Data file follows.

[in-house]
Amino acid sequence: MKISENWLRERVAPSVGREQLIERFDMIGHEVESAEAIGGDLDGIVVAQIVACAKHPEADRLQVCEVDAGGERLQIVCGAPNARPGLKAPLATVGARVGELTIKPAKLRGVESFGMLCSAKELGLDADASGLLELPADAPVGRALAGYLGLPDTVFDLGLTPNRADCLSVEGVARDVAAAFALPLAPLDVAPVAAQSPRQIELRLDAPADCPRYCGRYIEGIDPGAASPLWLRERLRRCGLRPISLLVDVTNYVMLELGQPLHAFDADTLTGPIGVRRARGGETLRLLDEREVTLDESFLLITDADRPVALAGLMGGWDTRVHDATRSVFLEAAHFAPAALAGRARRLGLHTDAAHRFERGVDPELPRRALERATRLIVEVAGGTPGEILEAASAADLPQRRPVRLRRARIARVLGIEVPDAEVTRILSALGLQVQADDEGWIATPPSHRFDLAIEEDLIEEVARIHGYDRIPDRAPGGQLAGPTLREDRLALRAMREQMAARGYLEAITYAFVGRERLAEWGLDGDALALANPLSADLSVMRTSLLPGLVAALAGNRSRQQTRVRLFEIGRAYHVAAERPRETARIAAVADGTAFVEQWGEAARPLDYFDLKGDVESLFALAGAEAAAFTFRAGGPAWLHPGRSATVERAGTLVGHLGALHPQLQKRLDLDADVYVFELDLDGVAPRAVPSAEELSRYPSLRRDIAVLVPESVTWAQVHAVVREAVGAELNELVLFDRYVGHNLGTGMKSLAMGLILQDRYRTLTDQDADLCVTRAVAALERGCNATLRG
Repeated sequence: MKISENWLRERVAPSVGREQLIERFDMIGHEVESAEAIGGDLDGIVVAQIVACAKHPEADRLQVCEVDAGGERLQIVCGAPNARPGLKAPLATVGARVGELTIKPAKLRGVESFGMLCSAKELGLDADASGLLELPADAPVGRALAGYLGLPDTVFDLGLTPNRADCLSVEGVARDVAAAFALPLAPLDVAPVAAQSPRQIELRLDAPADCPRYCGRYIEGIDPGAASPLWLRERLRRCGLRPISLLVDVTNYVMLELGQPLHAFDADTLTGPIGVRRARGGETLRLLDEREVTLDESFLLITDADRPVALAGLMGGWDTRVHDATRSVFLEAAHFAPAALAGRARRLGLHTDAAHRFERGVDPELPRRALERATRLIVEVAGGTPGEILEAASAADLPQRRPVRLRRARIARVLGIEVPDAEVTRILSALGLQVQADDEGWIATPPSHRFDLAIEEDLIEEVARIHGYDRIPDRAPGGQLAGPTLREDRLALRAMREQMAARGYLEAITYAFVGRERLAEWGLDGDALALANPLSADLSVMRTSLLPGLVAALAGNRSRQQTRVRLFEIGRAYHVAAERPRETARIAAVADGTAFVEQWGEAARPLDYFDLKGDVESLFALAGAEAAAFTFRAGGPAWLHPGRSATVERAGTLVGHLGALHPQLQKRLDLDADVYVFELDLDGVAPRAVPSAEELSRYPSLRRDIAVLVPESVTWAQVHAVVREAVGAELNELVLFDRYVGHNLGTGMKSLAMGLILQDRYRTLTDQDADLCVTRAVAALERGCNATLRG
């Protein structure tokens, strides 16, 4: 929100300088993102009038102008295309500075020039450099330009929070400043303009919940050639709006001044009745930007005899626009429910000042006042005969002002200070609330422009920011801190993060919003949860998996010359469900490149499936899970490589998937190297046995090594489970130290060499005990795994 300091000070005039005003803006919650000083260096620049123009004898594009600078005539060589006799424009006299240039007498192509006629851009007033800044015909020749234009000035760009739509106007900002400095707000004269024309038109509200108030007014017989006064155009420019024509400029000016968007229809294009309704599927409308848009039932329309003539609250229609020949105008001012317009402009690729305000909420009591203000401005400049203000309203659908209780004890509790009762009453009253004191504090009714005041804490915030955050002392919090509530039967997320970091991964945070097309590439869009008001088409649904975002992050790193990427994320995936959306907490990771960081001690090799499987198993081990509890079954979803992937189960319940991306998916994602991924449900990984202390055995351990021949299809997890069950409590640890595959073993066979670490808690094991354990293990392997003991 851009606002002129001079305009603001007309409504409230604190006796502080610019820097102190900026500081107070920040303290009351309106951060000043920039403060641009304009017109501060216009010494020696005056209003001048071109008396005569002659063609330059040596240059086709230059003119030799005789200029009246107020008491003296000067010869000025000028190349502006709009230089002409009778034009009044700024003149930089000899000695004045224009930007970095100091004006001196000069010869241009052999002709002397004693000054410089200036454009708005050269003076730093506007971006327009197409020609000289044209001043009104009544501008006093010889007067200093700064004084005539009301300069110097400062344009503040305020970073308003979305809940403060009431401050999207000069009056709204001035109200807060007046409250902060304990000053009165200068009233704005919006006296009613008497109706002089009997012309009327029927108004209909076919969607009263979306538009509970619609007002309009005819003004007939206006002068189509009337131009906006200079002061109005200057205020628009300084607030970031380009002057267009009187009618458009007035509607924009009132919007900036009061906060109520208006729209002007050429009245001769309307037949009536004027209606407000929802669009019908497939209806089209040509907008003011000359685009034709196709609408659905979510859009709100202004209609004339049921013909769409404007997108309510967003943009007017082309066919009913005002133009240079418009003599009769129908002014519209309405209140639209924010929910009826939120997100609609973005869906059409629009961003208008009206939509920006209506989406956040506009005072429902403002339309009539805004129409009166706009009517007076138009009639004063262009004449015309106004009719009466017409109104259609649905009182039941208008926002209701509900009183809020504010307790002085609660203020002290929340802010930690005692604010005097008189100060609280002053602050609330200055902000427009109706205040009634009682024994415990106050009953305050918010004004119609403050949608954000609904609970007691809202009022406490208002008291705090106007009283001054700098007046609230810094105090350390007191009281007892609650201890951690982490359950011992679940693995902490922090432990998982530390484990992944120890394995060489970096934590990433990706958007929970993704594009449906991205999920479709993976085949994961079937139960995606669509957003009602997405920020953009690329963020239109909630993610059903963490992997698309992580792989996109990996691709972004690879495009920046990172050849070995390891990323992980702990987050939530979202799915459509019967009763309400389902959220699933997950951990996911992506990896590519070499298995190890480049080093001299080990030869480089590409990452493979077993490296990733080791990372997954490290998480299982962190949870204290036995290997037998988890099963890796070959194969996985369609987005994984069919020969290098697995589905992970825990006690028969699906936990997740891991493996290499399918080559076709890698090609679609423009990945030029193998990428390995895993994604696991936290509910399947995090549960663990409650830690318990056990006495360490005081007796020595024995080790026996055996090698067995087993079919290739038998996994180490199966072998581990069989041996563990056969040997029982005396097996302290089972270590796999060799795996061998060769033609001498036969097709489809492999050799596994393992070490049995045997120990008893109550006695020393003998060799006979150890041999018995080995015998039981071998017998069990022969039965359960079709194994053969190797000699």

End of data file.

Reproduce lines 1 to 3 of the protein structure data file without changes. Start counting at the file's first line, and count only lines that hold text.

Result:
[in-house]
Amino acid sequence: MKISENWLRERVAPSVGREQLIERFDMIGHEVESAEAIGGDLDGIVVAQIVACAKHPEADRLQVCEVDAGGERLQIVCGAPNARPGLKAPLATVGARVGELTIKPAKLRGVESFGMLCSAKELGLDADASGLLELPADAPVGRALAGYLGLPDTVFDLGLTPNRADCLSVEGVARDVAAAFALPLAPLDVAPVAAQSPRQIELRLDAPADCPRYCGRYIEGIDPGAASPLWLRERLRRCGLRPISLLVDVTNYVMLELGQPLHAFDADTLTGPIGVRRARGGETLRLLDEREVTLDESFLLITDADRPVALAGLMGGWDTRVHDATRSVFLEAAHFAPAALAGRARRLGLHTDAAHRFERGVDPELPRRALERATRLIVEVAGGTPGEILEAASAADLPQRRPVRLRRARIARVLGIEVPDAEVTRILSALGLQVQADDEGWIATPPSHRFDLAIEEDLIEEVARIHGYDRIPDRAPGGQLAGPTLREDRLALRAMREQMAARGYLEAITYAFVGRERLAEWGLDGDALALANPLSADLSVMRTSLLPGLVAALAGNRSRQQTRVRLFEIGRAYHVAAERPRETARIAAVADGTAFVEQWGEAARPLDYFDLKGDVESLFALAGAEAAAFTFRAGGPAWLHPGRSATVERAGTLVGHLGALHPQLQKRLDLDADVYVFELDLDGVAPRAVPSAEELSRYPSLRRDIAVLVPESVTWAQVHAVVREAVGAELNELVLFDRYVGHNLGTGMKSLAMGLILQDRYRTLTDQDADLCVTRAVAALERGCNATLRG
Repeated sequence: MKISENWLRERVAPSVGREQLIERFDMIGHEVESAEAIGGDLDGIVVAQIVACAKHPEADRLQVCEVDAGGERLQIVCGAPNARPGLKAPLATVGARVGELTIKPAKLRGVESFGMLCSAKELGLDADASGLLELPADAPVGRALAGYLGLPDTVFDLGLTPNRADCLSVEGVARDVAAAFALPLAPLDVAPVAAQSPRQIELRLDAPADCPRYCGRYIEGIDPGAASPLWLRERLRRCGLRPISLLVDVTNYVMLELGQPLHAFDADTLTGPIGVRRARGGETLRLLDEREVTLDESFLLITDADRPVALAGLMGGWDTRVHDATRSVFLEAAHFAPAALAGRARRLGLHTDAAHRFERGVDPELPRRALERATRLIVEVAGGTPGEILEAASAADLPQRRPVRLRRARIARVLGIEVPDAEVTRILSALGLQVQADDEGWIATPPSHRFDLAIEEDLIEEVARIHGYDRIPDRAPGGQLAGPTLREDRLALRAMREQMAARGYLEAITYAFVGRERLAEWGLDGDALALANPLSADLSVMRTSLLPGLVAALAGNRSRQQTRVRLFEIGRAYHVAAERPRETARIAAVADGTAFVEQWGEAARPLDYFDLKGDVESLFALAGAEAAAFTFRAGGPAWLHPGRSATVERAGTLVGHLGALHPQLQKRLDLDADVYVFELDLDGVAPRAVPSAEELSRYPSLRRDIAVLVPESVTWAQVHAVVREAVGAELNELVLFDRYVGHNLGTGMKSLAMGLILQDRYRTLTDQDADLCVTRAVAALERGCNATLRG